Malaysian Insider has correctly described him as rude, crude and obnoxious. This guy obviously has a problem. He should be called up by the Barisan Nasional whip Najib Tun Razak to be disciplined. He is an embarassment to the BN and if anyone talks to BN MPs, they will share the same sentiments. The question is how is that he can get away with it? Tajudin is doing the work of the opposition - delivering votes to the opposition everytime he opens his mouth in Parliament. Tajudin does not need to resort to such offensive antics to gain attention. When will we see maturity, substance and class among our MPs?

PS. Some readers have asked me about my position on Gobind Singh. I agree with them, his antics and statements are outrageous. He is less offensive than Tajudin but the DAP MP surely needs to conduct himself better. The "political street fighter" image, cultivated by his father, Karpal Singh, and Lim Kit Siang, may be popular during the 60s but in the age of Barack Obama, such image seems out of place.

For all the verbatim exchanges in Parliament, check out the Hansard which now has a record of the proceedings all the way back to 1960. For context, check out how MPs in the earlier Parliaments jostle with one another with non-offensive wit and repartee.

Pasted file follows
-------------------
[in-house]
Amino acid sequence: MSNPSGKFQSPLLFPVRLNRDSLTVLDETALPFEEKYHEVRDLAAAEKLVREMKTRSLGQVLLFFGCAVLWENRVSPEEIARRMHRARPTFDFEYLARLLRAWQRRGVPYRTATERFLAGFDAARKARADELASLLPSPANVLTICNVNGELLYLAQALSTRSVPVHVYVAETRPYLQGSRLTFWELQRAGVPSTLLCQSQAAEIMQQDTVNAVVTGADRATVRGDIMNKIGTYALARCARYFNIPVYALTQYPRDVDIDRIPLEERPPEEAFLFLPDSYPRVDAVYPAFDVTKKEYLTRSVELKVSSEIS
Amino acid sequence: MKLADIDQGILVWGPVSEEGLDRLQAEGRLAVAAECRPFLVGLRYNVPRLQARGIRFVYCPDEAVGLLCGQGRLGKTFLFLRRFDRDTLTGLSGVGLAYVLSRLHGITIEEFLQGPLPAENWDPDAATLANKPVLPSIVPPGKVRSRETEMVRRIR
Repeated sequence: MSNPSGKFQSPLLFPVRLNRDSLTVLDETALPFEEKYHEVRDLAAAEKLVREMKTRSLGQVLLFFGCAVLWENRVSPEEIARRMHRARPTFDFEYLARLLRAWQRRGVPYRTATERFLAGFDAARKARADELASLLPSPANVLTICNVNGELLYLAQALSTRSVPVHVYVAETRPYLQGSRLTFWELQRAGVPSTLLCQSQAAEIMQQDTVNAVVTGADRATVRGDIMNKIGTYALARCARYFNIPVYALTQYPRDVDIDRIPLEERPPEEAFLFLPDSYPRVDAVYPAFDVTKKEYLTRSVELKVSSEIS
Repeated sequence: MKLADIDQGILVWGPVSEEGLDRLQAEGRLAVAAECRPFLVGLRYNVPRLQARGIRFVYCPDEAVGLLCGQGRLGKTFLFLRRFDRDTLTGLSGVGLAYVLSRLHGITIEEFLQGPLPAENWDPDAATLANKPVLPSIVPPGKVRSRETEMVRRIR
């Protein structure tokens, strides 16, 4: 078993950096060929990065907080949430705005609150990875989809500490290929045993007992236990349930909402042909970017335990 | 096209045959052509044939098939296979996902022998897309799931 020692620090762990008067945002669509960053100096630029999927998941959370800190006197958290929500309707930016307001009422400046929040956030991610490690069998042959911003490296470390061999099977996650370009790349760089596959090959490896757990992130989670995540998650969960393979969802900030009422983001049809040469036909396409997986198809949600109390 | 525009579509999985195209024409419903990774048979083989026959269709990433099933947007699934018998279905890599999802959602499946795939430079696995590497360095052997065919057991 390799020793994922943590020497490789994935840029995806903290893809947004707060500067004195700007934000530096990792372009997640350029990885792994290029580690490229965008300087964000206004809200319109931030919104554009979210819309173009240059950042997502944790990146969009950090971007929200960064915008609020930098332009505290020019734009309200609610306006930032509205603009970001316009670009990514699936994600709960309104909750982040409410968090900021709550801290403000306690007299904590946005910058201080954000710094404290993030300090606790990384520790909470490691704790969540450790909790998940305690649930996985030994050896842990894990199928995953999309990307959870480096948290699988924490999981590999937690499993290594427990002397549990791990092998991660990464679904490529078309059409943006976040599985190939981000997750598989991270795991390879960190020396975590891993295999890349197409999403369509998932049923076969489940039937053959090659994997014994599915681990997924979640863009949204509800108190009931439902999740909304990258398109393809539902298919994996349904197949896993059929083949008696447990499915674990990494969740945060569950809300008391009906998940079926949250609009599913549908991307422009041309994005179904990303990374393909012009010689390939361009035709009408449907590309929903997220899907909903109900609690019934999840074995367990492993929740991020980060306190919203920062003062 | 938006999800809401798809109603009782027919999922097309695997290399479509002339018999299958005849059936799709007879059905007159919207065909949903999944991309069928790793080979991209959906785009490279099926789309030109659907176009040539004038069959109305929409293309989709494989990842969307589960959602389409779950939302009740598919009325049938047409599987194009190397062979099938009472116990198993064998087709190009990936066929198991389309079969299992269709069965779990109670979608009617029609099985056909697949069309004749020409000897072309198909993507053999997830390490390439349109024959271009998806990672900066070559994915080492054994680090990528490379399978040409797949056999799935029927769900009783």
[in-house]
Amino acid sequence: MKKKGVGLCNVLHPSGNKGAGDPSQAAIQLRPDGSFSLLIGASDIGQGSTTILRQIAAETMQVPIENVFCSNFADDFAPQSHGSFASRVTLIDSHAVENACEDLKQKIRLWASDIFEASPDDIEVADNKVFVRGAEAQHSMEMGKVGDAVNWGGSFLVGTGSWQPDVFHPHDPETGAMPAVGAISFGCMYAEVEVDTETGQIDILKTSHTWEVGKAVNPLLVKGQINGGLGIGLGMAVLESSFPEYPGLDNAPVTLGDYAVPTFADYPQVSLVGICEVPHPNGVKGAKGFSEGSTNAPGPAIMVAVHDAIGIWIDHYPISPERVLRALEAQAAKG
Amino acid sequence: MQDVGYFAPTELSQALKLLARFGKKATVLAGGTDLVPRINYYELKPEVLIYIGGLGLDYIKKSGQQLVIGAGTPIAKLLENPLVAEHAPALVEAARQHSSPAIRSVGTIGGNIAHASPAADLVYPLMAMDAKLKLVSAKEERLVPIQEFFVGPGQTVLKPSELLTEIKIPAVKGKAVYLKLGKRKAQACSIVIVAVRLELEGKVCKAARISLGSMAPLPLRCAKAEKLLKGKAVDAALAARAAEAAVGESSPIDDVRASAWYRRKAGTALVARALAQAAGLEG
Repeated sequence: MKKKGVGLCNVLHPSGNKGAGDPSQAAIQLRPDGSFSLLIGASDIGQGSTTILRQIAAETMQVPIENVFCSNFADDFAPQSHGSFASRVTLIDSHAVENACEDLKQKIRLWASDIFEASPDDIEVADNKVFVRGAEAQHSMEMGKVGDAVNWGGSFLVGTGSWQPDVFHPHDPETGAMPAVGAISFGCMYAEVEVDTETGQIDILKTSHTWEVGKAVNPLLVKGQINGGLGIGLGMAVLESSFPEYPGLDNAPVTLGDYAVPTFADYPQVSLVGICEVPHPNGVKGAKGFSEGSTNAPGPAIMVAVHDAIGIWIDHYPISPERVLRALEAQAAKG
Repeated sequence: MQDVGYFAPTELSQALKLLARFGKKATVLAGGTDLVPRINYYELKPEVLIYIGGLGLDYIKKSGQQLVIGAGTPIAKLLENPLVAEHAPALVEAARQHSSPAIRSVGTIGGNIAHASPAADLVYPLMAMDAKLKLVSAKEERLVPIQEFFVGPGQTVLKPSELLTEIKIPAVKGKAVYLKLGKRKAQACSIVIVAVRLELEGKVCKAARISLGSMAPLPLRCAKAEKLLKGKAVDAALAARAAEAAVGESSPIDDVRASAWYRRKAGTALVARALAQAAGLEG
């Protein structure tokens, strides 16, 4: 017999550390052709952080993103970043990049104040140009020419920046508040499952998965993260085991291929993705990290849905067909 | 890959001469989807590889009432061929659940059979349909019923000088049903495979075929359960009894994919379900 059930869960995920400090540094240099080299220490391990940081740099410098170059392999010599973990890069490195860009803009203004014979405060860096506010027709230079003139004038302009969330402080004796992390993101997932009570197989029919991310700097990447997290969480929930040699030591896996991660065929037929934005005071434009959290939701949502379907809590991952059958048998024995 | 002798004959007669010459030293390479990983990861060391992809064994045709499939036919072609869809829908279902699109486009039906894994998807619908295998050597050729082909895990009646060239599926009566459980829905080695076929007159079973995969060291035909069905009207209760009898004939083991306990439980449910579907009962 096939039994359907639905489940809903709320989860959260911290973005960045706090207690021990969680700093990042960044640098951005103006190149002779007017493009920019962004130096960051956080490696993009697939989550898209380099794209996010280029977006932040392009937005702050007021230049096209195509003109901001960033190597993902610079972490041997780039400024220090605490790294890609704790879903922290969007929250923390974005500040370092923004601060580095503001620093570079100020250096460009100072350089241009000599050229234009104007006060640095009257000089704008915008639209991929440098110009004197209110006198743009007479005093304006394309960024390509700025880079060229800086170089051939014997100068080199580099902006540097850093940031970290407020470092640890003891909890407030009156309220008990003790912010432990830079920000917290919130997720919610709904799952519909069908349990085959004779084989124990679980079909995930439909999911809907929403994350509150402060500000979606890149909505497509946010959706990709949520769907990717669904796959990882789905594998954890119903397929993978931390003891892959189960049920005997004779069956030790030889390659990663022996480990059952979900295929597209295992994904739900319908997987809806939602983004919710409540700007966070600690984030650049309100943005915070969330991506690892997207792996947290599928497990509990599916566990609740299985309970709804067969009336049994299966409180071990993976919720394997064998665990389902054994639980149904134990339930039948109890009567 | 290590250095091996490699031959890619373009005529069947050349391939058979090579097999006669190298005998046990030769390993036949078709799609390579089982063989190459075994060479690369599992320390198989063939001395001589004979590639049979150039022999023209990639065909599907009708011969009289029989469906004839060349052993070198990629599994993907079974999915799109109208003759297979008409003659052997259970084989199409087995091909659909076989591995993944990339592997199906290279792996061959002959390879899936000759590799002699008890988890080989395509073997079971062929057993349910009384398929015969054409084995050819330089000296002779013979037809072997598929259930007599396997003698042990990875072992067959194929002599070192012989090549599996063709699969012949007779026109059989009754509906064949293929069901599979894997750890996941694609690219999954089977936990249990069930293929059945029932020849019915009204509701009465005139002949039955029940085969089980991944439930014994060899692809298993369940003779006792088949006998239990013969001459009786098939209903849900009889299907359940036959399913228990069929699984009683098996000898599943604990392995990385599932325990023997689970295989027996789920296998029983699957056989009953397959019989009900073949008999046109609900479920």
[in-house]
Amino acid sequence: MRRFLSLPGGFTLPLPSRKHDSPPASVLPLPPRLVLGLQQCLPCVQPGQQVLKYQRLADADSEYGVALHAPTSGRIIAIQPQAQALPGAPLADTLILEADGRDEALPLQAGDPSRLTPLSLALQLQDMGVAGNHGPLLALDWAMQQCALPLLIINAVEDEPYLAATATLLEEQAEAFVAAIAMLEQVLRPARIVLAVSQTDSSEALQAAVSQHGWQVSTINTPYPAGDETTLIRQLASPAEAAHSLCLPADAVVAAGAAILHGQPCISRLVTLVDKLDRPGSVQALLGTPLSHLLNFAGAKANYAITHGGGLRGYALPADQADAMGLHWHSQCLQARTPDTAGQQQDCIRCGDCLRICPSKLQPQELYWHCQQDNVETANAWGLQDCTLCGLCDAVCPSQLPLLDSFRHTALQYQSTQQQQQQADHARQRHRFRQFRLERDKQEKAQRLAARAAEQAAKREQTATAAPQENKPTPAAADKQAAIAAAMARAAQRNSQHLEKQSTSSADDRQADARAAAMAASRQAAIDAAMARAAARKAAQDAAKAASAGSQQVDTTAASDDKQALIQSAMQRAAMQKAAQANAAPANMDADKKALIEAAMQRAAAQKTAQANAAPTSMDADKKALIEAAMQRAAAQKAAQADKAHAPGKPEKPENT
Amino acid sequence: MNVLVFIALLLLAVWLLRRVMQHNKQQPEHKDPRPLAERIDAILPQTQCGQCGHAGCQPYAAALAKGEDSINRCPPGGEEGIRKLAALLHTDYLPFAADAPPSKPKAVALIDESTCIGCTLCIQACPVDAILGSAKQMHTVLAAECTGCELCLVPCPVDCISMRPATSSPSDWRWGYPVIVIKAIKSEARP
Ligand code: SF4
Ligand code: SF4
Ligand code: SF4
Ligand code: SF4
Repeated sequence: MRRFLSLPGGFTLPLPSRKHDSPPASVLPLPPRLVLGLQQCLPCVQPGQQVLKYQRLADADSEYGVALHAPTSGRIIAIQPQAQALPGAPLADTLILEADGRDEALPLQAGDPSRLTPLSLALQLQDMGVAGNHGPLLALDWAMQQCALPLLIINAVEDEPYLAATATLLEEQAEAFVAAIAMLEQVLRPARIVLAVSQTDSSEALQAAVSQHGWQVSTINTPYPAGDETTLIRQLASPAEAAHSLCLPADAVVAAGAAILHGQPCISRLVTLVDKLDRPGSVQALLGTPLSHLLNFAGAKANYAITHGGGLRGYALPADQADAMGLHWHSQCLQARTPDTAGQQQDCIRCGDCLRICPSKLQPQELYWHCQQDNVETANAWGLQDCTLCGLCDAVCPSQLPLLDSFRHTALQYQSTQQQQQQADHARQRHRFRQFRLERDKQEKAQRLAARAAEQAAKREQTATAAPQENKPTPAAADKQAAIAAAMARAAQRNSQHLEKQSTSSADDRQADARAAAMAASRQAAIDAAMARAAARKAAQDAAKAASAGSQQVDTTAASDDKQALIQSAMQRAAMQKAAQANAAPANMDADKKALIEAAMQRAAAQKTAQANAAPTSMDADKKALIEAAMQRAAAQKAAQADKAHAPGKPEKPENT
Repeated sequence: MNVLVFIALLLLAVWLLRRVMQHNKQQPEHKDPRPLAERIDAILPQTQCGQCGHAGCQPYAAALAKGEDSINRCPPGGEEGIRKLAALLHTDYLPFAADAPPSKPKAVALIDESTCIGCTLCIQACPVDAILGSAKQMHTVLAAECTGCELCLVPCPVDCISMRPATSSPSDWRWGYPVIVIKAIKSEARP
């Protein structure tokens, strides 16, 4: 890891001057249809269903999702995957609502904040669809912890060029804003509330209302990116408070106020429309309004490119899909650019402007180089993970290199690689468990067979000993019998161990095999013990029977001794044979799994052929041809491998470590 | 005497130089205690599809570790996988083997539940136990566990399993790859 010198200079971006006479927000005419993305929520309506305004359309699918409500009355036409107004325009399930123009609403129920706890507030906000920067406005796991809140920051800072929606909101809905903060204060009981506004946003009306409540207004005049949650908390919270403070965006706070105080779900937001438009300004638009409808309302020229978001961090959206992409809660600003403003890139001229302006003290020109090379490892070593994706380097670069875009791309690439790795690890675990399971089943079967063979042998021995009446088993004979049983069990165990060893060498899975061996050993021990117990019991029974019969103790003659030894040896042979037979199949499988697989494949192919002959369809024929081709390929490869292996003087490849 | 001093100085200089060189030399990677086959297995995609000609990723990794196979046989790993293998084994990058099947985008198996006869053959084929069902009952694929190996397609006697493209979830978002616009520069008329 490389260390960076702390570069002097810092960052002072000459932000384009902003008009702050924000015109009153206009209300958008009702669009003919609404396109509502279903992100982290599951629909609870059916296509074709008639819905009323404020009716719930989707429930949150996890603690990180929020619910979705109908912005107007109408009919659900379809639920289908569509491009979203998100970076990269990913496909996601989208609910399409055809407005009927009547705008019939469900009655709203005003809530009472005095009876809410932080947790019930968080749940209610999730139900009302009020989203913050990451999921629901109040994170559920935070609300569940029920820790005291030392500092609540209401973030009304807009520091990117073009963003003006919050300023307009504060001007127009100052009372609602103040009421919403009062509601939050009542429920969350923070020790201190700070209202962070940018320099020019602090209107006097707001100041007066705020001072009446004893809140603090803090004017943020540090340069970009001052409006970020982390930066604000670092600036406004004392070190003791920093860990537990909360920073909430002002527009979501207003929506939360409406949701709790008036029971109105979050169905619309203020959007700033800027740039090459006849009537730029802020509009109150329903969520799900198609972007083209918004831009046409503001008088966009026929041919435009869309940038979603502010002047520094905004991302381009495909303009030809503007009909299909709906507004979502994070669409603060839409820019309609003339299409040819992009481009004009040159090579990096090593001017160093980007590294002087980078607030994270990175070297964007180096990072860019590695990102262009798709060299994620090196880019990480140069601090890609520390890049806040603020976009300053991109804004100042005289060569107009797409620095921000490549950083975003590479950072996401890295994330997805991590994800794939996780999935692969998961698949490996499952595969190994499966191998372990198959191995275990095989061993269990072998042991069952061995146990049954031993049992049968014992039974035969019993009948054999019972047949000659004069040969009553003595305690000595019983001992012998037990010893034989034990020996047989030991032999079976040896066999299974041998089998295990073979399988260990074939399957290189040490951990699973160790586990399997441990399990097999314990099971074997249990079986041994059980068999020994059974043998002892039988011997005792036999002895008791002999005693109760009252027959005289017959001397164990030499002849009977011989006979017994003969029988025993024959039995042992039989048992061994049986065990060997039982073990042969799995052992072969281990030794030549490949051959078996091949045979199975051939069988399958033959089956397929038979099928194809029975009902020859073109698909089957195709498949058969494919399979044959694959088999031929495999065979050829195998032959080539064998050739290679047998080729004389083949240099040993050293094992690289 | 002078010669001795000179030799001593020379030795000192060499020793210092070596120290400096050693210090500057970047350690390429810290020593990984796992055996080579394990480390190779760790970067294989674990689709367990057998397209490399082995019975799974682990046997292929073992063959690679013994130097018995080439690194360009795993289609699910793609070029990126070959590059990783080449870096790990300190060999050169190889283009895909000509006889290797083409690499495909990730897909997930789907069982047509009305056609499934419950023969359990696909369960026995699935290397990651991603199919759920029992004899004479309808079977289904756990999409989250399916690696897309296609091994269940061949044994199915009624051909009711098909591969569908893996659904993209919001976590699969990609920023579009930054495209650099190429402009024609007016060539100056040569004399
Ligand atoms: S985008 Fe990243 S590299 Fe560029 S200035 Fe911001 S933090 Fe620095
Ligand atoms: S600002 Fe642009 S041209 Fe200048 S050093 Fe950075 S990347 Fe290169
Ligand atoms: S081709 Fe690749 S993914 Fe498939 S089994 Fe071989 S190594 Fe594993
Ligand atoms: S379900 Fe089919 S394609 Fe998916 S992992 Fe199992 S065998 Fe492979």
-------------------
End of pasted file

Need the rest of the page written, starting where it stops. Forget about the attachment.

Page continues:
Thursday, November 27, 2008

Mumbai Terror - The new face of terrorism

Two of the terrorists caught on TV camera in the midst of the siege.

It's mindless. More than 100 people have been killed in the hands of a group of gunmen, said to be members of the unknown Deccan Mujahiddeen. Some of their faces have been captured on TV with one even seen smiling. Dressed in T-shirts, they had no beard nor goatees, trademarks of Arab and Indonesian terrorists. Their targets have been Americans and Britons. But their victims are likely to be just tourists, ordinary people like you and me. It could happen to you, your family members, colleagues or friends. This is what happens when religious fanaticism gets out of hand. Terrorists kill in the name of God, believing that's the fastest way to heaven. The lesson here is simple - the moderates must always speak up against any form of extremism in the name of religion.